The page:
Dining/Drinking

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This old Sportsman's Diner sign is something the "American Pickers" might relish.
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Bob Lacey, Drew Reithel, Caleb Massey and Crystal Lacey (left to right) relax after the breakfast rush and talk about the Willsboro Diner and its history.
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Although the diner has Wi-Fi, Reithel also utilizes an antiquated chalk board for messages and special menus.
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P-R Photos/Alvin Reiner Although the exterior is basically the same, the Willsboro Diner sports a new interior.

Diner reopens in Willsboro

By: ALVIN REINER

WILLSBORO — A venerable eatery for 76 years, the former Sportsman’s Diner has new proprietors and has changed its name and décor.

Drew Reithel and his wife, Ramelie, decided to purchase the establishment, now the Willsboro Diner, and while they’re making improvements, they’re keeping the hometown diner values intact.

An eatery has stood at the location for more than three-quarters of a century, although this is actually the third structure to occupy the space.

“I’m the sixth or seventh owner. It used to be called Murphy’s before it became the Sportsman’s,” Reithel said.

Previous owner helps

A chalkboard proclaims the eatery’s motto, “More than a diner,” as the Reithels feel it is a significant part of the community. In addition to food, it is a place where friends gather and often get the latest news.

Bob Burt, one of the previous owners, gets the griddle hot and coffeemaker perking when he comes in daily around 5:15 a.m. to ready things for the “regulars,” who drift in some 15 minutes later. The frequent pre-dawn patrons wander in through the back door, sit in the dark so as not to attract a passerby actually looking for an early breakfast, and serve themselves.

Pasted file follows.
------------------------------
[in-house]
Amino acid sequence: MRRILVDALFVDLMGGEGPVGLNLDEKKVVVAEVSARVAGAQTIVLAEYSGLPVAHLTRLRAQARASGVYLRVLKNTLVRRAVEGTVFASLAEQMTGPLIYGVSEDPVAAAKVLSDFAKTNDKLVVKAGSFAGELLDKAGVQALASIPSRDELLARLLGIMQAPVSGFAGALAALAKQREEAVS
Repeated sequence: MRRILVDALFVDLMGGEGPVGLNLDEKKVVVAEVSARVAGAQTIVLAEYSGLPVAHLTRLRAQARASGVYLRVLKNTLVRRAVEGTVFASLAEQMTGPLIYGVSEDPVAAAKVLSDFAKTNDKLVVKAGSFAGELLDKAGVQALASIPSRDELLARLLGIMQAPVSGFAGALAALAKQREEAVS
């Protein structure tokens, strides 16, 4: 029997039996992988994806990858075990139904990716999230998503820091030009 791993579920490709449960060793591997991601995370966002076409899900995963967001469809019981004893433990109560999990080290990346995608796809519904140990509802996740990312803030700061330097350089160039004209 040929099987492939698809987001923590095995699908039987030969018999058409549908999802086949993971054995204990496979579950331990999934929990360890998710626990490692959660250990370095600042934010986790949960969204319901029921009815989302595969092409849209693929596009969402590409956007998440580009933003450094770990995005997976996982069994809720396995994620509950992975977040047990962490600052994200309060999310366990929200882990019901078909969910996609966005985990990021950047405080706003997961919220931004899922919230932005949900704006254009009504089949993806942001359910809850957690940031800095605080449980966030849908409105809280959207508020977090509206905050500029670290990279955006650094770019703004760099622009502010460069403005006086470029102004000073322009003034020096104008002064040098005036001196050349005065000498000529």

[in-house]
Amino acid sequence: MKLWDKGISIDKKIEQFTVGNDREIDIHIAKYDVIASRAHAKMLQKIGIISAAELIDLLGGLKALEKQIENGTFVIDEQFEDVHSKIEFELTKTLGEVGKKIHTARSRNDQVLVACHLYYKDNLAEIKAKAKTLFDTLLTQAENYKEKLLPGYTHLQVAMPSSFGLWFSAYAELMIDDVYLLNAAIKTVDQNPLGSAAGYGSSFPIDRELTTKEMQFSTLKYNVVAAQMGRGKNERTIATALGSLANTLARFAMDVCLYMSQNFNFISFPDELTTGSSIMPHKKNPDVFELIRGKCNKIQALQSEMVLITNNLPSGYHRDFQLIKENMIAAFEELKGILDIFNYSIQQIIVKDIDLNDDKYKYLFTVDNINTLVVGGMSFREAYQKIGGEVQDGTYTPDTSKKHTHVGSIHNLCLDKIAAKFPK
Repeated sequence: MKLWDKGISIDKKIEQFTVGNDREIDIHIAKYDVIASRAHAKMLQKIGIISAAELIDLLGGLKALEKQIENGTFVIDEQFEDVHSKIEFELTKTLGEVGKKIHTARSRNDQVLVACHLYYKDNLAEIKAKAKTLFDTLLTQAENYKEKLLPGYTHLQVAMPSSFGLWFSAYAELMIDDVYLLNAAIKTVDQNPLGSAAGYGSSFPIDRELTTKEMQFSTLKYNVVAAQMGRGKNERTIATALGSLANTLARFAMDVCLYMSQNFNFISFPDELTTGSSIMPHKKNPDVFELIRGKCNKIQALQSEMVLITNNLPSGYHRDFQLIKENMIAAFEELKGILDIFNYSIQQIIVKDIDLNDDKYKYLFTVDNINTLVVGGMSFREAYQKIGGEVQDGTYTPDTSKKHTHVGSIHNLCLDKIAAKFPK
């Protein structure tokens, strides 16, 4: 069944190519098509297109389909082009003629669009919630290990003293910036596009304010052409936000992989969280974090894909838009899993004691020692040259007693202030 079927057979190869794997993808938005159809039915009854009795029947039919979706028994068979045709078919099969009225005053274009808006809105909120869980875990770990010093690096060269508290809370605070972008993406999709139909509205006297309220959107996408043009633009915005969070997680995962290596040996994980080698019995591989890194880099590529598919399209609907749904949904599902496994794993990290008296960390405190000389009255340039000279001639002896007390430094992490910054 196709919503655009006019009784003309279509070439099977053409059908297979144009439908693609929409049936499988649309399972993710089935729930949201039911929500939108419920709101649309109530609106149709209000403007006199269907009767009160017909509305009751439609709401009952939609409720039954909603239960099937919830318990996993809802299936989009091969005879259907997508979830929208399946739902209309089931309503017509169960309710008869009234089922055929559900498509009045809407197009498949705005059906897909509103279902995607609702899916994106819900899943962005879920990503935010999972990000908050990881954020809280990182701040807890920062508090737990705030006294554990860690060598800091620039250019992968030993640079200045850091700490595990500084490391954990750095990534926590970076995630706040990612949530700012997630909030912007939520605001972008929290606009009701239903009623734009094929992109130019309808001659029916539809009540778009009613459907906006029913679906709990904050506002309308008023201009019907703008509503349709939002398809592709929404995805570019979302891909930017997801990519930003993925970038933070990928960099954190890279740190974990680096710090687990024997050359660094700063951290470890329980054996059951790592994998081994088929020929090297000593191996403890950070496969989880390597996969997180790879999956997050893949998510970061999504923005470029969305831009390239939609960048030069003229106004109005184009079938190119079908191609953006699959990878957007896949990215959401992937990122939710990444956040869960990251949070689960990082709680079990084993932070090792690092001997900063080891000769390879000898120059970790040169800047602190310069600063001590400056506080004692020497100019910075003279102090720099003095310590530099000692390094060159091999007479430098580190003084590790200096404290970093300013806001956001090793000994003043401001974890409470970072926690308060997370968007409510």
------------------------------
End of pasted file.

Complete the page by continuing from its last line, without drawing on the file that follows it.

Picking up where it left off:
The diner then opens at 6 when the cooks come in and prepare the normal fare.

“This really is a small-town diner,” Reithel said. “Our business triples during the summer. Sundays are usually our biggest days because many customers come before or after church. When it gets really busy, our regulars help out by serving coffee or clearing the tables.”

According to Bob Lacey, who owed the eatery in the 1980s, “The diner used to be larger and had a pool table when I used to be here. I’ve been here 53 wonderful years.”

Reithel commented that he’s not a sports person.

“I wanted to turn it back to the 60s, but I realize it will always be the Sportsman’s to many,” he said.

The new decor features a red-and-white square pattern on the oil-cloth table coverings as well as gingham curtains, which were specialty ordered from a Vermont firm.

“It was really neat to see people come in and be amazed by the change,” Reithel said. “I think 99.8 percent were positive. The townspeople have been very supportive of me.”

Reithel is saving a space for a tribute wall, which will feature old photographs of Willsboro, the diner and customers. A large photo of the baseball team that had been on display at the dinner was donated by Ed Collins to Willsboro’s nursing home.

If anyone has old photos that would be appropriate for the wall, Reithel said, he would like to scan them for display.

More nostalgia emanates from the speakers as ‘60s rock and roll plays in the background.

Reithel has a lengthy culinary resume. He had been the cook at Westport Central School in the 1980s and later worked at Plattsburgh State as a food-service supervisor for Sodexo as well as at the college’s Chartwell’s dining facility.

In addition, Reithel has had his own catering business as well as the Adirondack BBQ food concession.

“At the diner, I serve the same ribs for which I have become known. I call it ‘Smokin’ Fridays’ and feature my pulled pork for lunch and ribs for dinner.”

Reithel is also contemplating having a buffet once a week starting in the winter. 

“I’ve spent my whole life in Willsboro,” he said. “My parents and God-parents owned the Wampum Lodge on Long Pond.”

Staff retained

Waitress Candy Lacey is considered “the anchor” by Reithel.

“We’re all like family. I used to come here every day after school in the late 1970s. Drew didn’t just buy the diner, he bought the staff,” Lacey quipped.

Vesta Spring has been a regular at the establishment for more than 20 years.

“I just retired after 27 years as a bus driver. I would stop in all the time. When I come in here and it’s busy, I just take over and help,” Spring said.

Although it maintains its old-time character, the diner has broached the 21st Century as it features a Wi-Fi connection.

Hours are Monday through Saturday from 6 a.m. to 2 p.m. and 5 to 8 p.m. and Sunday 7 a.m. to 1 p.m. and 5 to 8 p.m. Call 963-8399 for additional information. 

Email Alvin Reiner at:rondackrambler@yahoo.com

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